Mpls City Council committee passes Civilian Review Authority overhaul despite public outcry
City Councilmember Don Samuels says the new proposal will be more effective.
Despite near-unanimous criticism during a public hearing Wednesday afternoon, a Minneapolis City Council committee voted in favor of a plan to overhaul the city's police civilian oversight board, sending a new proposal to the full council for a final vote.
Of the more than a dozen who participated in the public comment portion of the meeting, only one spoke in favor of the new plan to replace the Minneapolis Civilian Police Review Authority. Four who criticized the proposal are current members of the board, and say they were never consulted about the new design.
If passed, the proposal would create a joint panel of appointed citizens and sworn officers to review cases of police misconduct. After a determination is made, the police chief would decide whether to impose discipline on officers. Currently, the board is made up entirely of city-appointed volunteers, and serves as an independent avenue of investigating complaints against officers from internal affairs.
City Councilman Don Samuels, chair of the Public Safety, Civil Rights, and Health Committee, says the old model wasn't working, and the new plan would be faster, more efficient, and provide more transparency.
"It has lost its purpose," Samuels said in a City Pages interview after introducing the proposal. "People are no longer feeling any sense of confidence that this alternative is going to yield the results that they want. And so at the end of the day, that's what we have to look at: outcomes."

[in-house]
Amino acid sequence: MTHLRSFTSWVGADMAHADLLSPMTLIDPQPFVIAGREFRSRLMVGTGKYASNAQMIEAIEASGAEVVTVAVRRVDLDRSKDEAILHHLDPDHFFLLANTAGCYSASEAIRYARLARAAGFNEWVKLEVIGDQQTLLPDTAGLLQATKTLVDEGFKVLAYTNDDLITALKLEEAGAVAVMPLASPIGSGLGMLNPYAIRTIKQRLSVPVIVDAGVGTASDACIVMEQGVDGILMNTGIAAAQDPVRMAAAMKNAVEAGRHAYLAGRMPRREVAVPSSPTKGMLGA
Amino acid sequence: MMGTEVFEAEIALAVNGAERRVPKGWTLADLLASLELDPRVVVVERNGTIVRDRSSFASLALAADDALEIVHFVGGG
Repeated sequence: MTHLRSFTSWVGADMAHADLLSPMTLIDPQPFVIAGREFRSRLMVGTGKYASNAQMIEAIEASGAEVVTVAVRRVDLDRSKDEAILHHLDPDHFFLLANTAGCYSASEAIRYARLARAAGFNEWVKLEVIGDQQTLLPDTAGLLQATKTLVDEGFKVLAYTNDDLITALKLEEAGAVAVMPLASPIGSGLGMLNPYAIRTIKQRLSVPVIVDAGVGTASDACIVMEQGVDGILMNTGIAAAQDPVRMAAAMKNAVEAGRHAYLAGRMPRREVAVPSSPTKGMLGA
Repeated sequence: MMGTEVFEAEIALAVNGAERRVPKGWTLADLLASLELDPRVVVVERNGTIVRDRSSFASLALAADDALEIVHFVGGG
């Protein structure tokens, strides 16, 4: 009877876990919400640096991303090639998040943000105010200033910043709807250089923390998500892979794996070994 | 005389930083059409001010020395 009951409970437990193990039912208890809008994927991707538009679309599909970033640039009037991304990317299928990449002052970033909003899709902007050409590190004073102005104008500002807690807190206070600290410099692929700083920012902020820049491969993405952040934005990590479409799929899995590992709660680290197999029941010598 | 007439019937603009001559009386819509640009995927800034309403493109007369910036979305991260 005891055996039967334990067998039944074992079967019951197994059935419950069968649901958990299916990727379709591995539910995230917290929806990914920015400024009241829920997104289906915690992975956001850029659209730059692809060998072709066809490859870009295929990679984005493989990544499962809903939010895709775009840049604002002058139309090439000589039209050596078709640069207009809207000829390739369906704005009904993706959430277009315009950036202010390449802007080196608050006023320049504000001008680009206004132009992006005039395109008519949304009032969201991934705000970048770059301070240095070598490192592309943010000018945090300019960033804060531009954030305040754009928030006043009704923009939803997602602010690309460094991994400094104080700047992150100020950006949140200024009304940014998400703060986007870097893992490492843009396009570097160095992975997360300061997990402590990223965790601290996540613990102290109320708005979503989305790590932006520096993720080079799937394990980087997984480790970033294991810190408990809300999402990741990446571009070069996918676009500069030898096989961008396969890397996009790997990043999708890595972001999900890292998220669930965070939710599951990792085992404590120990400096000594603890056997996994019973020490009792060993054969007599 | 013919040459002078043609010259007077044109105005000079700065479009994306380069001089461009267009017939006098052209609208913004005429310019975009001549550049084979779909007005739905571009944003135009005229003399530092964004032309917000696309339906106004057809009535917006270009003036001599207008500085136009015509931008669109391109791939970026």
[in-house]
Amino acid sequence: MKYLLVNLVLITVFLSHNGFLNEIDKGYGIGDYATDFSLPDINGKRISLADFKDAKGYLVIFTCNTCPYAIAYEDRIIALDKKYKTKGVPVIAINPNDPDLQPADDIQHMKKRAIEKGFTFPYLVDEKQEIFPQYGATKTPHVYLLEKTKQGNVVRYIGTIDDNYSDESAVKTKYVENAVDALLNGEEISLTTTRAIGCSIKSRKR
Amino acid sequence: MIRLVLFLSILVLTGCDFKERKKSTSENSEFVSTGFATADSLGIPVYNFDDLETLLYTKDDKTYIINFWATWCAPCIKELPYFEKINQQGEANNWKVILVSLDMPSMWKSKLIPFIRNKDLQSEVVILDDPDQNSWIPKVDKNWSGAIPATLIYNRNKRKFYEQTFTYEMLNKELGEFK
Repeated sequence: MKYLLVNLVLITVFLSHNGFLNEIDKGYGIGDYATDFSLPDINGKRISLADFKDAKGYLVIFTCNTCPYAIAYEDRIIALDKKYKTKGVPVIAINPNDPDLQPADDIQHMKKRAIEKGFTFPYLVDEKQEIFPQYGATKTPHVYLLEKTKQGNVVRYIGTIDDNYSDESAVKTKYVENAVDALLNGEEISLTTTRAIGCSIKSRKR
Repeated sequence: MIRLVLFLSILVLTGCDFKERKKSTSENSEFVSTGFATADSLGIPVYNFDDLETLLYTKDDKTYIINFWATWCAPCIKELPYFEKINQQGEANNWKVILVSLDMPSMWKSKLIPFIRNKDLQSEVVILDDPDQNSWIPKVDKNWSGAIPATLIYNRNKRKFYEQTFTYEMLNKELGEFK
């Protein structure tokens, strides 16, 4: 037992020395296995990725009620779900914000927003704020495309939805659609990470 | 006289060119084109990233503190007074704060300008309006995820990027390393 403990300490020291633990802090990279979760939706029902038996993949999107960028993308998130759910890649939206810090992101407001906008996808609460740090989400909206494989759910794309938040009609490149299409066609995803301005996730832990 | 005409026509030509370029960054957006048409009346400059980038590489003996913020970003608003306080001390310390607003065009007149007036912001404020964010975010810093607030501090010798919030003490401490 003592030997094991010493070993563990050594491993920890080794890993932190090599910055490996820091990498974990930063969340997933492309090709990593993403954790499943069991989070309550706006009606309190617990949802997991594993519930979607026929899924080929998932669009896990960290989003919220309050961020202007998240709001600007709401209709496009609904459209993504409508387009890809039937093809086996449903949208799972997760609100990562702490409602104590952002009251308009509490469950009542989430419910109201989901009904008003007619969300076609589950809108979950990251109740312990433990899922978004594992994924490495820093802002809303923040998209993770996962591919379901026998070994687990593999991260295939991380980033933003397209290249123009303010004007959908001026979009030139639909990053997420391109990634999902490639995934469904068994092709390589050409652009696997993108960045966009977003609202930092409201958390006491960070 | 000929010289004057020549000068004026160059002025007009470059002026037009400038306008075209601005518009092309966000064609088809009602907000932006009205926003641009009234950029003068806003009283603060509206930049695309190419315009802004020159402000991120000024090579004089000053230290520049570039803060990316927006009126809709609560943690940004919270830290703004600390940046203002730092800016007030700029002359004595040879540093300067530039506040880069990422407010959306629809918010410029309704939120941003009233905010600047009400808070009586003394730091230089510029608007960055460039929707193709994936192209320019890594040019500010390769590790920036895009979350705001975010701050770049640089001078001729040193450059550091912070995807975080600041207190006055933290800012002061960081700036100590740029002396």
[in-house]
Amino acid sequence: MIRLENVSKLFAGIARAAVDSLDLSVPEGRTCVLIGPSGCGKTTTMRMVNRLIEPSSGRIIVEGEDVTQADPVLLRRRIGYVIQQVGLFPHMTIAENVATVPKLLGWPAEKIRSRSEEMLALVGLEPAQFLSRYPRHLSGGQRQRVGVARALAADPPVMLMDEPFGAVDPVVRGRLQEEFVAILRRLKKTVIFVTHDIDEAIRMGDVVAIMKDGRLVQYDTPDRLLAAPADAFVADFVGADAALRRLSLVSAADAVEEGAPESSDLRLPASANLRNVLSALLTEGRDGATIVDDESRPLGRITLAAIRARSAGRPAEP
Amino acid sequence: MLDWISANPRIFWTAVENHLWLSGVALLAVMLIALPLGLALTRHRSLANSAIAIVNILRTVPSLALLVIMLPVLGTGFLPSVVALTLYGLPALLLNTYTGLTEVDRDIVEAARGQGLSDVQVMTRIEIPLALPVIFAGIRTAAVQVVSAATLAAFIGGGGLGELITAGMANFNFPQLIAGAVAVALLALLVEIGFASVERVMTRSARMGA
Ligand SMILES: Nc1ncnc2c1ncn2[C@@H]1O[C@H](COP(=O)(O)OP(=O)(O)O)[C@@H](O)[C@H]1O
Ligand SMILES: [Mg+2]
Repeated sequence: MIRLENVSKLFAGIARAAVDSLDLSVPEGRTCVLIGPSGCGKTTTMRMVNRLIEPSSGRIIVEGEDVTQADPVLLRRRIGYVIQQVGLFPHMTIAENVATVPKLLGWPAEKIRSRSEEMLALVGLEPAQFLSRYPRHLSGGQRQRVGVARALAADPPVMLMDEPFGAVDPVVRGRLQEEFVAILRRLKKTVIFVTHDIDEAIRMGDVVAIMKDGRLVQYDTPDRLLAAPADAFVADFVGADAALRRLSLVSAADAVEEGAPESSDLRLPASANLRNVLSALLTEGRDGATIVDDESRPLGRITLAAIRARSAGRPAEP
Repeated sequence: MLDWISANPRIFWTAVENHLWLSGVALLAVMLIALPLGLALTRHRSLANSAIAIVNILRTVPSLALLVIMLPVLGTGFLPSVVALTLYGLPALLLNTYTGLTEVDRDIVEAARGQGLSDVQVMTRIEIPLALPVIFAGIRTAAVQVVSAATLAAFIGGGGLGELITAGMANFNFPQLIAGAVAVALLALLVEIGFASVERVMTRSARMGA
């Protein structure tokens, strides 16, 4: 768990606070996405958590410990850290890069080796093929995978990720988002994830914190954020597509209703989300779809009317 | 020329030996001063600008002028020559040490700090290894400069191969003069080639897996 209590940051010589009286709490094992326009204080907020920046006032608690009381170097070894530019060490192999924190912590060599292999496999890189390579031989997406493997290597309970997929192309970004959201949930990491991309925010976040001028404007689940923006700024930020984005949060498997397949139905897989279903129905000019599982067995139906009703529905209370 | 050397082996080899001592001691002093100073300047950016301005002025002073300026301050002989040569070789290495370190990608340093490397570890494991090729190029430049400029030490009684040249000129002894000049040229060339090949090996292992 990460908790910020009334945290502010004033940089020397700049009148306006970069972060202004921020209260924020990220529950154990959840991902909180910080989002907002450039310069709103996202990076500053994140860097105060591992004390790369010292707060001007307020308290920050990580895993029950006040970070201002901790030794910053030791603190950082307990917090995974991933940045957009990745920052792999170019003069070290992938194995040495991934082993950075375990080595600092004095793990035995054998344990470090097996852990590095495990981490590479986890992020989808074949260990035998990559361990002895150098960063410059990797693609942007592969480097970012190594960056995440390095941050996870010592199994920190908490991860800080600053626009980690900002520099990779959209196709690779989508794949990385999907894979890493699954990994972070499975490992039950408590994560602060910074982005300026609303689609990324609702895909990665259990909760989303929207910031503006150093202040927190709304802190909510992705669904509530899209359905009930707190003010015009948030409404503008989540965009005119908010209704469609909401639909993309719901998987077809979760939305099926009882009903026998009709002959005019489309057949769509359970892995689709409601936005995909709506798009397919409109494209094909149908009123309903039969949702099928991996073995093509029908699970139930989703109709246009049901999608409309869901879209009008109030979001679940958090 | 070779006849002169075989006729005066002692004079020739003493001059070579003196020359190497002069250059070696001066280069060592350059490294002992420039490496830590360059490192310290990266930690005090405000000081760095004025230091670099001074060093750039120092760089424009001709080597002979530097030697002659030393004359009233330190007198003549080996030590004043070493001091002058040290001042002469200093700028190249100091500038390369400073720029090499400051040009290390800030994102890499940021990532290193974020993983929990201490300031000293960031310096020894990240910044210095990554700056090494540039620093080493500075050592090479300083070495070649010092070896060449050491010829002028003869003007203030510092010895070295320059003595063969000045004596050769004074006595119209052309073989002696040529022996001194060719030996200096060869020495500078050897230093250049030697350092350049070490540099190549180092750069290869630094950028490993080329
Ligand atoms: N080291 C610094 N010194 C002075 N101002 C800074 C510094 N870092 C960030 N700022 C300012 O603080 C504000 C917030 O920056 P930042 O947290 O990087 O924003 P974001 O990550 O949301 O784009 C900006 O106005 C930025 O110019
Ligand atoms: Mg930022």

But the bill's critics worry about the consequences of introducing police into the equation, which was the primary concern expressed at the meeting Wednesday.
"The reason we have a civilian review authority is because people don't feel comfortable reporting misconduct to police," said Mel Reeves, one Minneapolis resident who spoke at the hearing. "In fact, it's just common sense."
Councilmember Cam Gordon, the only one to vote against the bill (City Councilmember Betsy Hodges abstained), expressed a similar skepticism.
"I share the concerns that a lot of people have with merging this with internal affairs," said Gordon, later adding there could be a potential benefit in getting "civilian eyes involved with internal affairs."
The only community member to speak in favor of the proposal was John Hoff, author of the Adventures of Johnny Northside blog. In his testimony, Hoff referenced incidents of violence on the North Side, including the shooting death of five-year-old George Nizzel. "I come as a resident that says, 'Thank God for police.'"
But Hoff was clearly in the minority. By the end of the meeting, many in the audience were vocally upset with the councilmembers. After the vote, one shouted a pointed "Fuck You" at the council on his way out the door.
Check out all of the proposed changes here.
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